Mary Boudreau Conover BSNed 

“When you hold your breath, you can’t breathe.”   I saw that written once on a CrossFit white board. Of course, I thought it was so silly as to be hilariously funny and I’m still laughing.   

However, it made me wonder if all of us who have internalized the commands of: “Big breath! Hold it! Exhale!”  know precisely why those commands are important.  It may be that we only know half of why they are important.  That “half” would clearly be: “Strengthen your core!”  Expanding our lungs and holding it--in tandem with seriously engaging the abs—supports a solid body core and protects us from injury.   

The other half is cardiovascular and has to do with blood pressure (BP), heart rate, cardiac contractility, and conduction velocity between atria and ventricles.  For the squat it is a little different.   

This well known lifting ritual—inhale-hold-exhale—benefits you, the weightlifter, not only by enhancing your core strength, but also by helping to keep you from feeling wiffy at the end of the lift. 

 The big held breath.  Holding the breath with expanded lungs abruptly places pressure on sensitive receptors, known as baroreceptors, located mainly in the walls of the carotid sinus and the aortic arch.  This pressure causes sympathetic deactivation and vagal activation, which in turn sends an urgent message to the brain and from there to the heart and peripheral arteries to lower the BP, slow the heart rate, and decrease cardiac contractility--NOW.  

The blood pressure is lowered by vasodilatation and a decrease in ventricular contractility. The heart rate is slowed because of vagal stimulation to the sinus node, a group of cells located at the top of the right atrium that serves as the natural pacemaker of the heart.   

The exhale.  But what about when you exhale and stop fooling those sensitive pressure-receptors?  When you exhale, the pressure on the baroreceptors abruptly ends and they instantly swing into action to lower your BP and heart rate.  They do this by slowing their firing rate and thus allowing the sympathetic nerves to dominate.  Your heart increases its rate and contractility and your peripheral arterial system contracts, returning your blood pressure to normal, ready for the next rep.   

Are you making too many demands on the responsiveness of your nervous system?  Certainly not. You were made for this.  

Squat.  A different thing happens with a deep squat.  When you’re deep in the hole, the blood is squeezed out of your legs and butt, sending more blood to the heart and brain and blood pressure rises.  As you rise out of the squat, the venous pool of blood in your butt and legs returns and your BP goes down—predictably.  Should that ever be a problem (feeling wiffy---light-headed, tiny faeries floating around) when squatting, standing up quickly, or at the sight of blood, etc just cross your legs at the ankles and tighten the leg, butt and ab muscles, or of course—squat again!  No one will know.  Or at CrossFit, flop on the floor; no one will notice!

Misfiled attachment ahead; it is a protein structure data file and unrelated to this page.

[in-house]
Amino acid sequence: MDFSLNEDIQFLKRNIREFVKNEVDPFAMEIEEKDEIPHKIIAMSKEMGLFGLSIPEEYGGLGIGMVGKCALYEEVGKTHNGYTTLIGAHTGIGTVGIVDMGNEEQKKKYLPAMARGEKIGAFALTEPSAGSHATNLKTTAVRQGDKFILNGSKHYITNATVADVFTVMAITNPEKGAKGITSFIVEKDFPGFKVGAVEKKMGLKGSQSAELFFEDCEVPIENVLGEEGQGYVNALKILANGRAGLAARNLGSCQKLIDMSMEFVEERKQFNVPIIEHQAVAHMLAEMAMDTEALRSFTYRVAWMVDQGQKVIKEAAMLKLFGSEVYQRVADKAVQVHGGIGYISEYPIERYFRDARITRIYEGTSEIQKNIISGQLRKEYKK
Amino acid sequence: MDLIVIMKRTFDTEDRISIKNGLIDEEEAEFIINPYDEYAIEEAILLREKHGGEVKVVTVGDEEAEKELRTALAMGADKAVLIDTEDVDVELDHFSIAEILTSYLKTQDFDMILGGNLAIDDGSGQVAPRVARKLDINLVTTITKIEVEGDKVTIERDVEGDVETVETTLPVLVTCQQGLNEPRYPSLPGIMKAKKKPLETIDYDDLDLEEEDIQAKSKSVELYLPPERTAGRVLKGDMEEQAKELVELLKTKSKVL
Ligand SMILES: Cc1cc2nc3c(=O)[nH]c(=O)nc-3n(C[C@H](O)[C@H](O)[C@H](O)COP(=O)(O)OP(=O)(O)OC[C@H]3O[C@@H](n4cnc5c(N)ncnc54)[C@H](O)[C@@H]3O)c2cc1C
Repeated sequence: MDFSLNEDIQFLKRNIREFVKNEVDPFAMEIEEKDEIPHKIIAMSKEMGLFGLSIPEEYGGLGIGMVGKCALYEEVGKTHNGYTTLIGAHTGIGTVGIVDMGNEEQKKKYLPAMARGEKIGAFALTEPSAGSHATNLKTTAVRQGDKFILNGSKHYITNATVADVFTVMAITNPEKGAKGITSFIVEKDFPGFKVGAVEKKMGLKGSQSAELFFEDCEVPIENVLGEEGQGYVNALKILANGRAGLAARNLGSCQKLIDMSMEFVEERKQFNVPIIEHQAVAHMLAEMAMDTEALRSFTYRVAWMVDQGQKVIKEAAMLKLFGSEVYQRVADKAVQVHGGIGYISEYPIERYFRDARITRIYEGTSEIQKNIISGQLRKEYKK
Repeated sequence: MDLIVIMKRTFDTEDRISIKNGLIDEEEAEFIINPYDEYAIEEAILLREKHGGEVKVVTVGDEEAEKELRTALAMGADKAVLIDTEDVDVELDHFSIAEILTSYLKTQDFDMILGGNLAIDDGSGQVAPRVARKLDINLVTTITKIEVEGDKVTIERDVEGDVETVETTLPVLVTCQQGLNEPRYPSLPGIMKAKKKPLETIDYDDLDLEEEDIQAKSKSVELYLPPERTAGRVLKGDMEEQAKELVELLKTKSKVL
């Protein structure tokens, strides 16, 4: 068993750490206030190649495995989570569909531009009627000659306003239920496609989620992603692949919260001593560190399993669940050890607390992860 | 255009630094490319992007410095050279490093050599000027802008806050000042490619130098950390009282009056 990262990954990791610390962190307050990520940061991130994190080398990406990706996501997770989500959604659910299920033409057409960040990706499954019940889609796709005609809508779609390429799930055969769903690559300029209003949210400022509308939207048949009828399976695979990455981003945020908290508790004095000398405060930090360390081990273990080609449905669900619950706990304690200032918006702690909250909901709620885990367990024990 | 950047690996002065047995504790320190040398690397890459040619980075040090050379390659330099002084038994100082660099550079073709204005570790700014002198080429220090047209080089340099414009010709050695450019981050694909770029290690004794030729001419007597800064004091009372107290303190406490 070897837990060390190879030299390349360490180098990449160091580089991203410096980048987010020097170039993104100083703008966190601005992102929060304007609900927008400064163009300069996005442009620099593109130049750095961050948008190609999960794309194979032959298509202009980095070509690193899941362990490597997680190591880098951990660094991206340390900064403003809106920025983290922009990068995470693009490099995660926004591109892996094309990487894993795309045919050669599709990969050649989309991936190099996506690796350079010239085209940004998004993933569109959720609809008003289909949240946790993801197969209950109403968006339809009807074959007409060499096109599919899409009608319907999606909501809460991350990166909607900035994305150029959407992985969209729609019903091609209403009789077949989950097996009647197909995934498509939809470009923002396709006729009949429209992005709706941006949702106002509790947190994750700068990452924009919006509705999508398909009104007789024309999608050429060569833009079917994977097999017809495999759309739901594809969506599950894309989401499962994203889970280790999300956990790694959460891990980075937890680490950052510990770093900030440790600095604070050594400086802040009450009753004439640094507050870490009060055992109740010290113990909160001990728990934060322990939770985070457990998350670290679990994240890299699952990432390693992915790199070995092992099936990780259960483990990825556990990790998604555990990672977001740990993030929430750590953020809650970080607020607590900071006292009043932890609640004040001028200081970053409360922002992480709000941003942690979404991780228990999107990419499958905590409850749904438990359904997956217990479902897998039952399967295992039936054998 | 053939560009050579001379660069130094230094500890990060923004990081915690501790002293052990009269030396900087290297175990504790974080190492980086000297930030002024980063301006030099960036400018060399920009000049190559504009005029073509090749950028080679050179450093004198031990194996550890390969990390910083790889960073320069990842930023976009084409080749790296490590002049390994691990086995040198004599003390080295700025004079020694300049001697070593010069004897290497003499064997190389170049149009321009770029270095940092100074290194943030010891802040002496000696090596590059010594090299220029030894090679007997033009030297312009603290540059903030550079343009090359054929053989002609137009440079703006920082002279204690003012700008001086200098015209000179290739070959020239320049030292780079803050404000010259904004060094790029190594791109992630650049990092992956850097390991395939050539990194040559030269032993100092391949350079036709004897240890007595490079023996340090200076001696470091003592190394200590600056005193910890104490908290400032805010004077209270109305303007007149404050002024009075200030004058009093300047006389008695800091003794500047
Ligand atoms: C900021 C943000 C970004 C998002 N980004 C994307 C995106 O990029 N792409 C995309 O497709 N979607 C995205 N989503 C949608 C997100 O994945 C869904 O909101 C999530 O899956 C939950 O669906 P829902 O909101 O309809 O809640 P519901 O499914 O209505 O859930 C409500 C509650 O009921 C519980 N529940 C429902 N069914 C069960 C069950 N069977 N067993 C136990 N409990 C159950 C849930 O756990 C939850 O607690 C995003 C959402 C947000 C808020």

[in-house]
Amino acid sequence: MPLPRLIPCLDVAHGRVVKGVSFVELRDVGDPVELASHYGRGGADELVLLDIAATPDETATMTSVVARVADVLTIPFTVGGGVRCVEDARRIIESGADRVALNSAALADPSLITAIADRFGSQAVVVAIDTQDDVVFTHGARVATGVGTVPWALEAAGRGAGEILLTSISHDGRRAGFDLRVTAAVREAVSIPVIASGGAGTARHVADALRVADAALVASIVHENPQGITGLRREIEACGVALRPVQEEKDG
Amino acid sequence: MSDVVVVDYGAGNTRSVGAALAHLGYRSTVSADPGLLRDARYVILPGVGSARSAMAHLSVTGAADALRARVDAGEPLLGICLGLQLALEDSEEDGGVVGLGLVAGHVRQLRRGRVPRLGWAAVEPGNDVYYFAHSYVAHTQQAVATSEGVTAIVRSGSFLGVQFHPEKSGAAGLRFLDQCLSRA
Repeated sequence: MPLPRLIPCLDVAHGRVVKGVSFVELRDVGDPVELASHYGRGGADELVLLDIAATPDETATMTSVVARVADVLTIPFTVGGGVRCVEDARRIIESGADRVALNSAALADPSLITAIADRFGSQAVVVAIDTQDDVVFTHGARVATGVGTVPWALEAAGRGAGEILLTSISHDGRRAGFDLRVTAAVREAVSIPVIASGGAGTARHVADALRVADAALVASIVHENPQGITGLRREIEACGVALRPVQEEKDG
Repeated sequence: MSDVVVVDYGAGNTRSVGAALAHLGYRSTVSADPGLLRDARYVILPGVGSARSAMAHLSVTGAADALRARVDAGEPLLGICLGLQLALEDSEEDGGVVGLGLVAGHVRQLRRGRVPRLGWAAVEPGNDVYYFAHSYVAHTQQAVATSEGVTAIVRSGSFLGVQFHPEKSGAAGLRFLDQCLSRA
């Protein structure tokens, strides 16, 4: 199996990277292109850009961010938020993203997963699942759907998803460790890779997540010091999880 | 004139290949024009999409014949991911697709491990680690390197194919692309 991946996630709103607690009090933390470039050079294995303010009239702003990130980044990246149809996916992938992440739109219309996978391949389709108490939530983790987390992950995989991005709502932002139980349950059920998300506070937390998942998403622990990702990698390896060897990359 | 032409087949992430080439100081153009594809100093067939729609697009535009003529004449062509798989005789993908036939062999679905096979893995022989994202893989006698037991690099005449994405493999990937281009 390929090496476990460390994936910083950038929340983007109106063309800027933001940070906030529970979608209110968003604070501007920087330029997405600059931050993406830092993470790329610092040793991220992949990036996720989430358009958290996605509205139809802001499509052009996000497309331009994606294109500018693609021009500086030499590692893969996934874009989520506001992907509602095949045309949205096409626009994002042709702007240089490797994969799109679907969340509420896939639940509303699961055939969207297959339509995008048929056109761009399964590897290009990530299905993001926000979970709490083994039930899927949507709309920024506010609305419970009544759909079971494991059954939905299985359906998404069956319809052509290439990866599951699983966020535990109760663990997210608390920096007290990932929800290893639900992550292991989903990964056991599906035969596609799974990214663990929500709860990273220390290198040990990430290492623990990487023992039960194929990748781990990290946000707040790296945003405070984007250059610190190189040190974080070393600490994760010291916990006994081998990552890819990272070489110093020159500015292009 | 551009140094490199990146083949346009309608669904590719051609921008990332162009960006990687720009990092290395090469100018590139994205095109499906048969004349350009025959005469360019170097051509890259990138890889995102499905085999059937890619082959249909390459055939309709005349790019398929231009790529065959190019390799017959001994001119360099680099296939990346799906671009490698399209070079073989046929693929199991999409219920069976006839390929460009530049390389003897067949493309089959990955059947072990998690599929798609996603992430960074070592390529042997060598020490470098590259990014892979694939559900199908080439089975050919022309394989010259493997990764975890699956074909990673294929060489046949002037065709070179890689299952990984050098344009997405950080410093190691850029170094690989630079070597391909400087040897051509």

Full bore WOD.  When CrossFitters finish an intense WOD they are usually laid out on their backs, one bent leg, arms flung east and west, not talking, mouth open and gasping.  That’s exactly the right thing to do.  During intense exercise your BP is high, but post-exercise BP drops significantly and syncope can result if you are standing.  If you must stand post WO use the leg cross and muscle tightening maneuver.   

Everyday activity.  When you are not requiring dynamic responses from your baroreceptors because of abrupt changes in blood pressure, they are still working for you, over-powering sympathetic nerve activity and maintaining a prevailing steady state of vagal efferent activity (messages sent from the brain to target organs, in this case--the heart and peripheral arteries).  This elegant system quietly takes care of you throughout all of your varied daily activities.  For example, when you rise from a sitting or lying down position gravity would demand that the blood pressure in your upper body decrease, but the reflexes of the baroreceptors maintain a relatively constant arterial pressure for most people.  However, some will need to do the ankle cross, tight legs, butt, ab maneuver. 

Summary.  We have complicated bodies, but we can be satisfied with our basic understanding of the simple physiological truth that our baroreceptors will efficiently manage our blood pressure, heart rate, and cardiac contractility when we are lifting heavy as long as we help it along.  Big breath!  Hold it!  Exhale!